Before there was Hustle & Flow, and way before the Footloose remake, there was The Poor & Hungry. Director Craig Brewer has finally released the latter for download and on hard copy. I've been hearing about the movie for years, and finally seeing it did not disappoint.
The Poor & Hungry, shot in the late 90s, is very indie, and I mean that in the absolute best way possible. Brewer wrote, directed, and filmed most of it himself. It was shot digitally (in black and white) before digital was cool. Local musicians provided the soundtrack, and much of the cast and crew were volunteers. It was shot entirely in Memphis, at actual strip clubs and car shops. The Poor & Hungry won a Hollywood Film Festival Award in 2000, which led to Hustle & Flow, which led to Three 6 Mafia's Academy Award, MTV's Memphis $5 Cover web series…the list goes on.
I've heard about this film for years since I moved to Memphis. Any time Brewer released a movie, reviewers would include The Poor & Hungry in their list of his films; if I went to local film fest, someone would reference it. If I went to the P&H Cafe, I'd hear someone ask, "Didn't Craig Brewer make a movie about this place?" Then I heard that people stole all the copies from Black Lodge Video years ago, and after that The Poor & Hungry seemed like an urban legend.
But it is very real, and as of this week, you can download it here for free. More on that later in the post. For now, here's my take on the The Poor & Hungry.
On the set of The Poor & Hungry.
It's about a reluctant car thief and strip club bouncer named Eli (Eric Tate) who falls in love with Amanda (Lake Latimer), a soft-spoken cellist who has her own problems. Eli's friend Harper (Lindsey Roberts) is a fast-talking, very rough-around-the edges sort of gal. She's trying to get Eli's chop shop boss to sell a fancy Cadillac to a "gentleman" (read: runs a massage parlor) named Cowboy Earl (T.C. Sharpe), in hopes that she'll get a substantial finder's fee to supplement her income peddling colored contacts to strippers.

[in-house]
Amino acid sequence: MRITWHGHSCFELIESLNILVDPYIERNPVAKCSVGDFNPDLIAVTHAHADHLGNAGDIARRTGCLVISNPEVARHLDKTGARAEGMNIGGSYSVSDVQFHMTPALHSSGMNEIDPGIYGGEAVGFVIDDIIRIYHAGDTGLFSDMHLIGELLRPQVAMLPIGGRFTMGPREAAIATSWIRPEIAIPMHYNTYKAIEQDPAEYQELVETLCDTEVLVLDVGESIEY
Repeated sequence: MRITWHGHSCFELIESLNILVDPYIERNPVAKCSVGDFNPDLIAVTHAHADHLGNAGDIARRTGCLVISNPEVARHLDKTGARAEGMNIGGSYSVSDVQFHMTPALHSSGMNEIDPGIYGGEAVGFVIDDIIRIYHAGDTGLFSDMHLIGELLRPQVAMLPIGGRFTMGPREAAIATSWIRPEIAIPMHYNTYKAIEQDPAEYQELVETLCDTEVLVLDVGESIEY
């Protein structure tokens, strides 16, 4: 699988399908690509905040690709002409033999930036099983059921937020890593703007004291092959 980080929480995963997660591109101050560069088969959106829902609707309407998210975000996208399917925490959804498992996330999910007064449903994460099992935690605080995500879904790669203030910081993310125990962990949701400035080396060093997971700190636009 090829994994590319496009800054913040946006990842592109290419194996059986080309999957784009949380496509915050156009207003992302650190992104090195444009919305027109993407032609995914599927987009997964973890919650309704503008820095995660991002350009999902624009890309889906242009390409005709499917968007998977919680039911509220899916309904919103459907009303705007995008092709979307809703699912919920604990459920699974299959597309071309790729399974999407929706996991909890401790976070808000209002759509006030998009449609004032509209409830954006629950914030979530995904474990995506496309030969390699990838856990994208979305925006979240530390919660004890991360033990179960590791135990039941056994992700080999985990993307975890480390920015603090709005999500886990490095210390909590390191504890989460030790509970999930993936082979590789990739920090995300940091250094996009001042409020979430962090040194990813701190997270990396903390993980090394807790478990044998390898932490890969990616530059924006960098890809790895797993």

Eli's character is so darn thoughtful and earnest (even while he's committing all kinds of crimes), while Harper is raucous, crude, and funny. The contrast of these two characters and their circumstances create palpable suspense, thankfully without all the usual orchestral crescendos that signal "something's about to happen!" in a lot of movies. I was sucked in and lost track of time while I was watching, which is not something I often experience with films.
FYI: This movie has plenty of cursing, violence, and nudity. I thought this was essential to the authenticity of the setting and the story and it didn't bother me, but this isn't for kids.
When you watch this, don't miss:
- The look on Harper's face when she enters the strippers' dressing room (it's at about 41:58).
- When Harper says, "If there's one thing I know about Memphis strippers, it's that they got a warped sense of economics."
- Cowboy Earl's Prayer for Automobile Protection.
- The Poor & Hungry's version of "The Cup Song". I love you Anna Kendrick, but the Memphis version, even without vocals, is my favorite.
If you love Memphis or good movies or Craig Brewer or supporting Memphis arts and film, you should check out The Poor & Hungry. You can download it for free because Mr. Brewer is awesome, but there are also DVDs, Blu-rays, awesome posters, and shirts.